Much of the volatility in Italy in the past few years has been broadly a function of politics. It has been an evolving theme of populist, nationalist and socialist agendas involving a mixture of regional and national political parties. Generally, the widening of spreads is related to the success of the Lega and Five Star parties, which have sought to battle the EU for more expansionary fiscal policy than is acceptable under the stability and growth pact. More recently however, the tension has been reduced, as the vote of no confidence called by the Salvini-led Lega backfired and left them out of a new ruling coalition. As such, budget tensions are reduced for now and the danger for the Lega is that the conversation has now moved on.

So with the coronavirus worsening the fiscal position, how likely is it that we will see a downgrade to junk?

The issue with the Eurozone fiscal response is that Italy can’t afford it, despite the ECB pouring over €1 trillion worth of QE into Eurozone bond markets this year. The current government is more fiscally sensible than in the past and it is also aware that the market will punish it if it tries to push through irresponsible spending plans, however the macro data will be significantly hit by the virus. The government has also announced significant fiscal and liquidity measures in line with other Eurozone governments. The pandemic fiscal package will be waived under the stability and growth pact rules, but that doesn’t mean that Italy can afford it with debt to GDP of 135%. To be clear, debt sustainability is not the issue, with the term structure they have – it’s more of a market confidence issue. 

On the plus side, the ECB’s Pandemic Emergency Purchase Programme (PEPP) package is significant, and affords the ECB the ability to support member countries as its sees fit, without worrying about breaching individual-country exposure limits. Furthermore, the ECB has been explicit within the PEPP programme (and through its external commentary) that they will not allow an isolated blow-out in Italy to potentially infect the wider Eurozone.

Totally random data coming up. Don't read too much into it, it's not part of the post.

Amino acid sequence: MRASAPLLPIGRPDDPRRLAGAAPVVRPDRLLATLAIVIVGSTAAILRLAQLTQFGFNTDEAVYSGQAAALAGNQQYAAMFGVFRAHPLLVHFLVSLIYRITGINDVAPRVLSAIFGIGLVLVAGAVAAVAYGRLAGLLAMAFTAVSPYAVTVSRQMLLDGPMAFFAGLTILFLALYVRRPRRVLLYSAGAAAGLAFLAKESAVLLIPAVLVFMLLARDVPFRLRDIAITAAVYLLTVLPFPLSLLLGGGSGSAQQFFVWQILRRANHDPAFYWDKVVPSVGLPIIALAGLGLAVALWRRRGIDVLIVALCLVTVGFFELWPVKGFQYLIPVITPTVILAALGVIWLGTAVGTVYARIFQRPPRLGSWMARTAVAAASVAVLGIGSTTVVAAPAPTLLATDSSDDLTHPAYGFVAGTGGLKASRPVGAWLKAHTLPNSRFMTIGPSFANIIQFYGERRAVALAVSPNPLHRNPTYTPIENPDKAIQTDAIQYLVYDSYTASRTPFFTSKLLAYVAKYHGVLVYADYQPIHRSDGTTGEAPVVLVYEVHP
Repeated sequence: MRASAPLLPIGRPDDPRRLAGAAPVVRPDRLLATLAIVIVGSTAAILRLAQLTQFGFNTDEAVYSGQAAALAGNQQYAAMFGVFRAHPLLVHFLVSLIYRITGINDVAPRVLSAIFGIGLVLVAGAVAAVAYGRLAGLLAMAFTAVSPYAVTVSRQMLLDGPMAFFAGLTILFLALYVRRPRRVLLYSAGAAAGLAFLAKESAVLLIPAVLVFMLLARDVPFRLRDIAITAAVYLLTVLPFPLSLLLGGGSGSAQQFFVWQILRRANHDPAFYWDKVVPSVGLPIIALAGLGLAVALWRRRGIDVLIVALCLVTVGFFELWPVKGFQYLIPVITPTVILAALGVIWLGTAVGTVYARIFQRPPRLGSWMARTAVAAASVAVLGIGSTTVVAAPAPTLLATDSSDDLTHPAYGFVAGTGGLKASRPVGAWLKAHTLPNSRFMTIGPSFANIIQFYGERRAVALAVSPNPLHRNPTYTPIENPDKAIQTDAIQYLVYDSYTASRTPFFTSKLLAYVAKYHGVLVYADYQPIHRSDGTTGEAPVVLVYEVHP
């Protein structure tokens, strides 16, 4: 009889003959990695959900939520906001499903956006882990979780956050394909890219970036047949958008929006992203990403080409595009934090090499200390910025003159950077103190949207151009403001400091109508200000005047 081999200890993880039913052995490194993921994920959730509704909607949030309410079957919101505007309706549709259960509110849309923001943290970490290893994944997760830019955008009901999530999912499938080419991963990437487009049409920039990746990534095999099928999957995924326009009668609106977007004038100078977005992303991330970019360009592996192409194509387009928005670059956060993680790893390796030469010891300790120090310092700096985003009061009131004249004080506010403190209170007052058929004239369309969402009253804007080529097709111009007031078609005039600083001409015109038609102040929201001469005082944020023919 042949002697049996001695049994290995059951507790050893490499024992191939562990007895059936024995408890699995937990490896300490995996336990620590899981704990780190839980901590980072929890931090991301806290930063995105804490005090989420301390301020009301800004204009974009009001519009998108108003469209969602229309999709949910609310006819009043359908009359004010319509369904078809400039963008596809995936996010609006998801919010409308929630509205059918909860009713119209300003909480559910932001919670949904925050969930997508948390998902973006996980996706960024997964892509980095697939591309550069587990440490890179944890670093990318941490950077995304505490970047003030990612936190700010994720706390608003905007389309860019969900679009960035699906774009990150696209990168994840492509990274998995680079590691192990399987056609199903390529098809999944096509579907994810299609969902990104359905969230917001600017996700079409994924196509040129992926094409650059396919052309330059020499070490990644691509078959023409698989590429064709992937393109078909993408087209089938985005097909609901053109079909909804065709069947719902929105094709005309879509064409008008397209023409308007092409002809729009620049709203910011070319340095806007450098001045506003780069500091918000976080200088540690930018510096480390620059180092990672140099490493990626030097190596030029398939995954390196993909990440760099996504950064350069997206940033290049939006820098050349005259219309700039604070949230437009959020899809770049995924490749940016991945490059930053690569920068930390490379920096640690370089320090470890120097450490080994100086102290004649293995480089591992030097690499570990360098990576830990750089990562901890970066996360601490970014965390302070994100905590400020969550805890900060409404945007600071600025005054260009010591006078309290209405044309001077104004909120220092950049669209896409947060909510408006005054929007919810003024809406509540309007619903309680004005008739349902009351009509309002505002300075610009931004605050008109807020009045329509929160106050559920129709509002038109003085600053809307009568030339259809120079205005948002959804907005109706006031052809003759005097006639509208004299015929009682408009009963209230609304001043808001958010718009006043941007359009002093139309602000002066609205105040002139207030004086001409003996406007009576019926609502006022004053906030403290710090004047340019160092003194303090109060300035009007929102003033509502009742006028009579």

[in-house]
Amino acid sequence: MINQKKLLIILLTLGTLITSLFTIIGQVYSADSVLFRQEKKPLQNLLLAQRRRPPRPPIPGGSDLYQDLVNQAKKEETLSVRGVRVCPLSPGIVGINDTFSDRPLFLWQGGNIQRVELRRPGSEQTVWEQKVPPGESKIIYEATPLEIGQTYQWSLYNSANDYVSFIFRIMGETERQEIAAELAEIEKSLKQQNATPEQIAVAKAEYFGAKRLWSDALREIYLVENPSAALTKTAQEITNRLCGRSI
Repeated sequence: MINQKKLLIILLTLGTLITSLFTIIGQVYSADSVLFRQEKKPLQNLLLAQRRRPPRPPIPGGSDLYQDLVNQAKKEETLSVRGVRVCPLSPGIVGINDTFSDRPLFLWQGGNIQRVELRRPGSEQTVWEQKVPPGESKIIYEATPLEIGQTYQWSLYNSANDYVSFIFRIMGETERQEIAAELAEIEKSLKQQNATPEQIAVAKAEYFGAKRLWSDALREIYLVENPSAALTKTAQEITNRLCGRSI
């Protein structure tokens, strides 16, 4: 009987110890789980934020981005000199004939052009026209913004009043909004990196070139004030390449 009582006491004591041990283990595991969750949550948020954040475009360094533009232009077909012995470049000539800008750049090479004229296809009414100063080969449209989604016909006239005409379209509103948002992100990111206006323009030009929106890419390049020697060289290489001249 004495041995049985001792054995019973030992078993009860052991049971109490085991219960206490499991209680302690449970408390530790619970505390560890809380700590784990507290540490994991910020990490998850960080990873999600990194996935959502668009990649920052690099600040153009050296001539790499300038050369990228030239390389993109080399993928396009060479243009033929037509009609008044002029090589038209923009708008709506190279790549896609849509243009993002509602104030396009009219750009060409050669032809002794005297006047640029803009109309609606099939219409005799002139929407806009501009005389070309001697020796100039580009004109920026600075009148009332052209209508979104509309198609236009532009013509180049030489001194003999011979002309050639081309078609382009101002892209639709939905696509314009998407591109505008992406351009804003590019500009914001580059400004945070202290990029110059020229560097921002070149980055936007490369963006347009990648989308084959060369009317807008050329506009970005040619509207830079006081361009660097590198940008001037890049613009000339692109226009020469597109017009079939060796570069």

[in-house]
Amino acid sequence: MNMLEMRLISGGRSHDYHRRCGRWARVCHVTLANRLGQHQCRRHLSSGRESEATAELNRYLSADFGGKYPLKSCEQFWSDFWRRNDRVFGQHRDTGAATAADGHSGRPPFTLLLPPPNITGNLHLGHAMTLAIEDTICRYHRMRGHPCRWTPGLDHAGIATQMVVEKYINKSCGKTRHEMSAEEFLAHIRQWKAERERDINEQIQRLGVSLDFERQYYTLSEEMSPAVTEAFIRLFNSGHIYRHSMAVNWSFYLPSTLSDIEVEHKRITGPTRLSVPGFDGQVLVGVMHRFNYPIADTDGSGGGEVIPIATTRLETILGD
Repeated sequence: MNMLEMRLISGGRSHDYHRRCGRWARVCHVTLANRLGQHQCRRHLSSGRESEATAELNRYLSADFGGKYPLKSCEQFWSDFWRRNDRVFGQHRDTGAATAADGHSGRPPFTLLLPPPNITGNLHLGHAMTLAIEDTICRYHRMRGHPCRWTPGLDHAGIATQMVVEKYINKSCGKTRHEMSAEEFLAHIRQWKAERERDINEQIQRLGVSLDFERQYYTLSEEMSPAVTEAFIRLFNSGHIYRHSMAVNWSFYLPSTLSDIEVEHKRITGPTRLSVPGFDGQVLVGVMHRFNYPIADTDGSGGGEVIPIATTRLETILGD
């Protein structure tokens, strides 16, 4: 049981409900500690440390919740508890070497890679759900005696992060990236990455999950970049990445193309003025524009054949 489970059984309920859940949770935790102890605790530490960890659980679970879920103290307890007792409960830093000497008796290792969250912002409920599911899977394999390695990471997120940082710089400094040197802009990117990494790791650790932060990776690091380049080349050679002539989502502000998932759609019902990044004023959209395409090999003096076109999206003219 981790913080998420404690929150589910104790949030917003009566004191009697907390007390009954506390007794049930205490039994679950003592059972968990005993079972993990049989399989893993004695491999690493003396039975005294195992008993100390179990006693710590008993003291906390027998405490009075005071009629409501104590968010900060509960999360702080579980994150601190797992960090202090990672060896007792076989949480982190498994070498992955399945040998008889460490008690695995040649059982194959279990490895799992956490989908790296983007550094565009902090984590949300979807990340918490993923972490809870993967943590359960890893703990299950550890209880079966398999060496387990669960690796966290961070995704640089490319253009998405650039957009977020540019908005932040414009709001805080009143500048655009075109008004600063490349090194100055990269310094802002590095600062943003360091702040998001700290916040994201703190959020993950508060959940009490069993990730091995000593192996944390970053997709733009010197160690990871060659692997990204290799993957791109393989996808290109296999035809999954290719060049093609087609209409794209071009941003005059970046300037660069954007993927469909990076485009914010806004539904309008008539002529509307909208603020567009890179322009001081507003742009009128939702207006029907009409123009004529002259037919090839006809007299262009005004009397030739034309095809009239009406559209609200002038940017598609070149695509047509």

The ECB stimulus has been announced and is significant, but should now be broadly in the price. In the short term, the rating review by S&P on 24 April is a flash point (S&P already have a BBB rating / negative outlook, and Moody’s review follows on 8 May). Over the medium term, the overwhelming driver will be the horrific growth and debt trajectory. It seems increasingly likely that the ratings agencies will decide to downgrade the sovereign.

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Government bonds: the new normal?

Government bond markets used to be conventional. Macroeconomics departments at prestigious universities all taught the ancient (given the short history of economics) orthodoxy of GDP, inflation, current account balances and unemployment all determining government bond yields. But the old truths have stopped working lately.

Take steadily rising employment across the Eurozone since 2013 – did this spur inflation and drive bond yields upwards? No…

How about a decade of rising US consumer confidence – has this driven 10-year Treasury yields to 5%? Try 1.7%….

Times have changed, and so too have the variables that affect bond yields. The textbooks of 20 years ago simply don’t work in today’s world of quantitative easing, negative interest rates and trade wars. Instead, we can see the new determinants of government yields recently have been market inflation expectations (5y5y inflation swaps), market expectations of central bank rates, forward guidance from the Fed, and the positioning of hedge funds.